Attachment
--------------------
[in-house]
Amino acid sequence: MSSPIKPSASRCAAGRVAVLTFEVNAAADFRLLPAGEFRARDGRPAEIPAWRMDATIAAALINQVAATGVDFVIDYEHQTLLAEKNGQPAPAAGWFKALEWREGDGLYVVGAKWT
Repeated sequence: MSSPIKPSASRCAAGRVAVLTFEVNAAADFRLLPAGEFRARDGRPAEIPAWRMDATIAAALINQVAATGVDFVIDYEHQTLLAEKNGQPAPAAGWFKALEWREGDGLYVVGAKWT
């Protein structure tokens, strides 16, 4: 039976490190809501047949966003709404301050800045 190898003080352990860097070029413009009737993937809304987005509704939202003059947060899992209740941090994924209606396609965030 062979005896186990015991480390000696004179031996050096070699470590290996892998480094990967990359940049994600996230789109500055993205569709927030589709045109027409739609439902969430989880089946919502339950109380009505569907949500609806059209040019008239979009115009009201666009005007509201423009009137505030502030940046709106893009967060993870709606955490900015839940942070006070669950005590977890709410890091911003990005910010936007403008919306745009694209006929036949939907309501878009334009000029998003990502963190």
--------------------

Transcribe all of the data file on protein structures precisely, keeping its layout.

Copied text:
[in-house]
Amino acid sequence: MSSPIKPSASRCAAGRVAVLTFEVNAAADFRLLPAGEFRARDGRPAEIPAWRMDATIAAALINQVAATGVDFVIDYEHQTLLAEKNGQPAPAAGWFKALEWREGDGLYVVGAKWT
Repeated sequence: MSSPIKPSASRCAAGRVAVLTFEVNAAADFRLLPAGEFRARDGRPAEIPAWRMDATIAAALINQVAATGVDFVIDYEHQTLLAEKNGQPAPAAGWFKALEWREGDGLYVVGAKWT
């Protein structure tokens, strides 16, 4: 039976490190809501047949966003709404301050800045 190898003080352990860097070029413009009737993937809304987005509704939202003059947060899992209740941090994924209606396609965030 062979005896186990015991480390000696004179031996050096070699470590290996892998480094990967990359940049994600996230789109500055993205569709927030589709045109027409739609439902969430989880089946919502339950109380009505569907949500609806059209040019008239979009115009009201666009005007509201423009009137505030502030940046709106893009967060993870709606955490900015839940942070006070669950005590977890709410890091911003990005910010936007403008919306745009694209006929036949939907309501878009334009000029998003990502963190």